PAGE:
2 typo

I was investigating primes with the property that the sum of the first $n$ primes is divisible by $p_n$. It turns out that these primes are extremely extremely rare. For primes less than $10^9$, I have found that there are only five primes with this property:

$$p_1 = 2$$

$$p_2 p_3 = 5$$

$$p_{20} = 71$$

$$p_{31464} = 369,119$$

$$p_{22096548} = 415,074,643$$

This raises the curious and equivalent questions:

Q1. Are there infinitely many primes which divide the sum of all the preceding primes?

Q2. Even if we assume that there are infinitely many such primes, why are they so rare? In other words, why do primes dislike dividing the sum of all the preceding primes? Is there any heuristic argument to show that such primes will indeed be extremely rare?

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# Why do primes dislike dividing the sum of all the preceding primes?

I was investigating primes with the property that the sum of the first $n$ primes is divisible by $p_n$. It turns out that these primes are extremely extremely rare. For primes less than $10^9$, I have found that there are only five primes with this property:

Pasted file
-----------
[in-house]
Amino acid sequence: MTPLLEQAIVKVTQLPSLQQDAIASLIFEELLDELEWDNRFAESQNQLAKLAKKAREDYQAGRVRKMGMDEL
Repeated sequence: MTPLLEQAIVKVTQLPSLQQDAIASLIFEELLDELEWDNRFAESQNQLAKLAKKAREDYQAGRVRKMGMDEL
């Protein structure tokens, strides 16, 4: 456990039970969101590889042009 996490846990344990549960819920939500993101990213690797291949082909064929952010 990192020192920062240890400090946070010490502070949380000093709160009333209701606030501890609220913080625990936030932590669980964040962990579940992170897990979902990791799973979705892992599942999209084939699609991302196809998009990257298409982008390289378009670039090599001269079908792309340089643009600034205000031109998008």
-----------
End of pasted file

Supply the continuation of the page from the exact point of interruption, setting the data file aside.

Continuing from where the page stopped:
$$p_1 = 2$$

$$p_2 = 5$$

$$p_{20} = 71$$

$$p_{31464} = 369,119$$

$$p_{22096548} = 415,074,643$$

This raises the curious and equivalent questions:

Q1. Are there infinitely many primes which divide the sum of all the preceding primes?

Q2. Even if we assume that there are infinitely many such primes, why are they so rare? In other words, why do primes dislike dividing the sum of all the preceding primes? Is there any heuristic argument to show that such primes will indeed be extremely rare?